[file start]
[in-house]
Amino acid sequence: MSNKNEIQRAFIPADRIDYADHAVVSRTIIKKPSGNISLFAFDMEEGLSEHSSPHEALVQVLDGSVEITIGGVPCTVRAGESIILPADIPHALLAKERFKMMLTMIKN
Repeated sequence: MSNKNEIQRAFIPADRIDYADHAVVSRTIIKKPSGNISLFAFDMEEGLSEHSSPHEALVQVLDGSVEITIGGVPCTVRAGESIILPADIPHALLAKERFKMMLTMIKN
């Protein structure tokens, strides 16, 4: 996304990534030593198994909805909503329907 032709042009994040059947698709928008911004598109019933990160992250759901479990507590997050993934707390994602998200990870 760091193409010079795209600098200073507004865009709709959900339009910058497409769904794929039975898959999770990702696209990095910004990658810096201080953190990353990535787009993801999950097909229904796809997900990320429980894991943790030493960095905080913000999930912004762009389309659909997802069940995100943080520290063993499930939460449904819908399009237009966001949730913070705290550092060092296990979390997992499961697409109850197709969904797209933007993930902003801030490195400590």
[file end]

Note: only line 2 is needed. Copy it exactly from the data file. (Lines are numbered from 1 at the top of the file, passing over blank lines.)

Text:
Amino acid sequence: MSNKNEIQRAFIPADRIDYADHAVVSRTIIKKPSGNISLFAFDMEEGLSEHSSPHEALVQVLDGSVEITIGGVPCTVRAGESIILPADIPHALLAKERFKMMLTMIKN